This article from Forbes provides some very useful insights as to why it is a good time to consider selling your company.
If you have been thinking about these issues and would like to discuss your merger and acquisition plans, please give us a call. We’d be happy to share our thoughts.
For the full article, click here.
Here’s a great article by Jason Cohen about the problems with one of the most popular business models in today’s software market.
The Unprofitable SaaS Business Model Trap
Marketo filed for IPO with impressive 80% year-over-year growth in 2012, with almost $60m in revenue.
Except, they lost $35m. WTF?
by Jordan Dolgin, CEO of Dolgin Professional Corporation
Hands down and without a doubt the #1 Absolute Start-Up Mistake I see clients make time and time again is far from obvious and far from intuitive.
It has nothing to do with the business concept itself.
It has nothing to do with the size of the ”addressable market” for a new product or service.
It has nothing to do with the quality of key management.
It has nothing to do with raising capital, managing cash flow or the marketing strategies or techniques employed. (more…)
We just came across this very interesting article by Steve Blank shining light on “Rent Seekers” or established incumbents in a sector who actively use government and regulation to target new companies with business models that risk disrupting the status quo.
The article should be of particular interest to those early stage companies who identify their only competition as internal development teams, old established companies who “simply don’t get it” or when asked to identify their competitors come back with “we have no competition.”
Picture source: Technorati June 21, 2011
Posted in the blog of Version One Ventures
Few decisions can be as life-changing for founders as deciding when to sell a business. Companies get sold for a whole host of reasons: founders break up; money runs out; shareholders force a sale. And in many cases, the financial upside of a sale is just too seducing for the entrepreneurs, particularly for first-time founders. (more…)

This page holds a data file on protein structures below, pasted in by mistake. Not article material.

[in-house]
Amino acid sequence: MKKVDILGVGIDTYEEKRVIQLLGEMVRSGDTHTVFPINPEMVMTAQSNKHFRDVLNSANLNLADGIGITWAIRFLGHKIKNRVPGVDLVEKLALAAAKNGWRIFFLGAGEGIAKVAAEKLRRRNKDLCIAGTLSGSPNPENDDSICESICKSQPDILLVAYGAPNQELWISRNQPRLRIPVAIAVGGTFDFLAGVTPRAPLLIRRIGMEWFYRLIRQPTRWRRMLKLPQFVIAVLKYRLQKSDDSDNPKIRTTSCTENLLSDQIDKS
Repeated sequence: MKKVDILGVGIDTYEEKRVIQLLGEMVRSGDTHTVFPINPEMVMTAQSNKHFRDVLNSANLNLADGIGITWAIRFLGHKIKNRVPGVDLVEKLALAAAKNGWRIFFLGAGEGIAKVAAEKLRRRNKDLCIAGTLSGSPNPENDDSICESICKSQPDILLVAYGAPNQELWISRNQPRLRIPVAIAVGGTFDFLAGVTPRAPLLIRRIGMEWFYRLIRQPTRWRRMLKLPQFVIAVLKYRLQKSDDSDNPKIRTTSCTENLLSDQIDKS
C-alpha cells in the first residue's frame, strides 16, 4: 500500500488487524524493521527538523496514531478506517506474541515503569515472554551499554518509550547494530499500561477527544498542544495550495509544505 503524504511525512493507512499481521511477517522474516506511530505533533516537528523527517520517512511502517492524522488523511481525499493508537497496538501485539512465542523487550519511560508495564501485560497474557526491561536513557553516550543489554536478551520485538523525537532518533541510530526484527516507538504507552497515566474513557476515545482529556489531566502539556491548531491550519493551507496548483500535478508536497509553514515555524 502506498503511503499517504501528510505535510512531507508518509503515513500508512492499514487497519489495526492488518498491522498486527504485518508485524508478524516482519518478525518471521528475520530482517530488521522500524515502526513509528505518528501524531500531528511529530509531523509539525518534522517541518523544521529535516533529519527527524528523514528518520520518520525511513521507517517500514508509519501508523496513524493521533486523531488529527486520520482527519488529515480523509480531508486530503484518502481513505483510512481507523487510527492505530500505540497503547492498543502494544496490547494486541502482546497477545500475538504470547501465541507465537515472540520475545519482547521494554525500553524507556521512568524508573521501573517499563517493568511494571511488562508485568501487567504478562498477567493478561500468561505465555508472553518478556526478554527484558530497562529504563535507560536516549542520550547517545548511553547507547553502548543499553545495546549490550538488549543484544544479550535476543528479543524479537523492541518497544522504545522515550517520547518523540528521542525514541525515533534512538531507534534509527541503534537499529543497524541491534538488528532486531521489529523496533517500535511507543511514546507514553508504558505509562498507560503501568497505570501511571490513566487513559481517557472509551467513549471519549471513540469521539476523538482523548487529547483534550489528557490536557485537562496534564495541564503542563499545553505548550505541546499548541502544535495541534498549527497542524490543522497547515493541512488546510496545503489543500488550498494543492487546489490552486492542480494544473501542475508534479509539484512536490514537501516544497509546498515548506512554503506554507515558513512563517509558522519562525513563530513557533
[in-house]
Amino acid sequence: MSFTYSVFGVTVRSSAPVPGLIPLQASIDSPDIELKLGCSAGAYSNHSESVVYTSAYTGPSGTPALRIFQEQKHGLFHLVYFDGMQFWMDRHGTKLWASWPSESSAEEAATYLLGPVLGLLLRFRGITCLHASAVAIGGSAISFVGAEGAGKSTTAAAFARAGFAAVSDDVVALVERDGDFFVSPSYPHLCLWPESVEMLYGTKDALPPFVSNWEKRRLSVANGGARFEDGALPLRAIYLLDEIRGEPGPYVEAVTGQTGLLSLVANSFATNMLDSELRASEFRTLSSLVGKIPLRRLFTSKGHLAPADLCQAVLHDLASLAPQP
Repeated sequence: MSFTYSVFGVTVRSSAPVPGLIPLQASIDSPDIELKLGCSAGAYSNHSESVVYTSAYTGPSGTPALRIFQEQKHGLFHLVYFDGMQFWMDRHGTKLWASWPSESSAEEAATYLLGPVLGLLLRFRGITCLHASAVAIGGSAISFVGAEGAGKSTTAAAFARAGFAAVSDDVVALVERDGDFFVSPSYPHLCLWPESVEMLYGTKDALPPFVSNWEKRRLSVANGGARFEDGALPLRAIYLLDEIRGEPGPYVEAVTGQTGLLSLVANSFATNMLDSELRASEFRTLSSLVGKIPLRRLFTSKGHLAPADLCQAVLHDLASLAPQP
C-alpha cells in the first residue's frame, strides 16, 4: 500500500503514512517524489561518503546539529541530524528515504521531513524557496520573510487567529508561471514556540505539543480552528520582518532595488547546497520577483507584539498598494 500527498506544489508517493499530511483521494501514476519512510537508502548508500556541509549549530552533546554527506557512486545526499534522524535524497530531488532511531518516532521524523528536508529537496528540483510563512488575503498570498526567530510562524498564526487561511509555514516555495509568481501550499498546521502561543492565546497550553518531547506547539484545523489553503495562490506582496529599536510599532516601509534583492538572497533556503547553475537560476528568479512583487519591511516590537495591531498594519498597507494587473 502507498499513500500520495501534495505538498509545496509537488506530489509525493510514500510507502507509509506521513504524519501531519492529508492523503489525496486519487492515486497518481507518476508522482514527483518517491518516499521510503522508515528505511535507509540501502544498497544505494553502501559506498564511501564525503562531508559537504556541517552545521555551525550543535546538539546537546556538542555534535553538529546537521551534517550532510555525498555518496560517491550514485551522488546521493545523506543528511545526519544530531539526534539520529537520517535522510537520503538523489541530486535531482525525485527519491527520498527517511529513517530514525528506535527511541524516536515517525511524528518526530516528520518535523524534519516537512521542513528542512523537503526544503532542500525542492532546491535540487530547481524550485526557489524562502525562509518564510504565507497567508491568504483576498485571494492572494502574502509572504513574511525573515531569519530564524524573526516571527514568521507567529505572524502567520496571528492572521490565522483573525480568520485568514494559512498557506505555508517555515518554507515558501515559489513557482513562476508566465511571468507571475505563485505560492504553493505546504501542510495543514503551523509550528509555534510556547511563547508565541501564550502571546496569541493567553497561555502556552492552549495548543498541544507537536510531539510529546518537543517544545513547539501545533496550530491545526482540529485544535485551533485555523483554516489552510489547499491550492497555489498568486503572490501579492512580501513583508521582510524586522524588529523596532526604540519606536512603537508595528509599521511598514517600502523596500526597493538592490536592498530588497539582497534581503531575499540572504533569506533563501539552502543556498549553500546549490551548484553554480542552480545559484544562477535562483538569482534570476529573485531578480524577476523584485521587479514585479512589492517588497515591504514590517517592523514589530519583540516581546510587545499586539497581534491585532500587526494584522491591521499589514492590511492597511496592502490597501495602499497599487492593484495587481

This post was written by Michael Cohen, CEO of Mati Ra’anana, and Robin Lovell, VP of Mati Ra’anana, and a member of the fresh venture capital stewardship program; connecting young technology entrepreneurs to select investors.
Entrepreneurs often fail at their first investment meeting. Here are five statements that turn off investors, and should be avoided if entrepreneurs would like to acquire investment: (more…)
Posted in Techvibes by Anonymous
So we all know the bubble has burst. Startups aren’t cool anymore. The term is overhyped now. And everyone wants to be one. (more…)
by Bob Ackerman, Founder and Managing Director of Allegis Capital
A term sheet can take many forms (a single page or up to 7 or 8), and if you’re a first-time entrepreneur, you’ll be confronted with terms and conditions that sound like they come from an alternate universe populated by lawyers. The term sheet is an outline of the eventual terms under which the investment will be made, so my preference from an entrepreneur’s perspective is for the more comprehensive term sheet covering all of the primary points of the investment negotiation. (more…)
by Firas Raouf, Venture Partner at OpenView Venture Partners
Of course you put your best foot forward when courting investment. But there are good reasons to be a bit more transparent, too. (more…)
by Walter Frick, Business Editor at BostInno
Some VC’s are better than others, that much might seem obvious. But it’s actually an important and somewhat novel finding. I’ve written before about the fact that the best VC funds tend to consistently outperform the rest, and noted that this sets the industry apart from other areas of finance, like mutual funds, where one year’s star performers are unlikely to stay on top.
In other words, research suggests that lots of finance rests in large part on luck. But that isn’t the case in venture capital.
A new paper from the National Bureau of Economic Research takes this a bit further, by looking not just at venture firms but at individual investors. And it finds “persistence” there, as well, meaning the best investors tend to do better than the rest over time. (more…)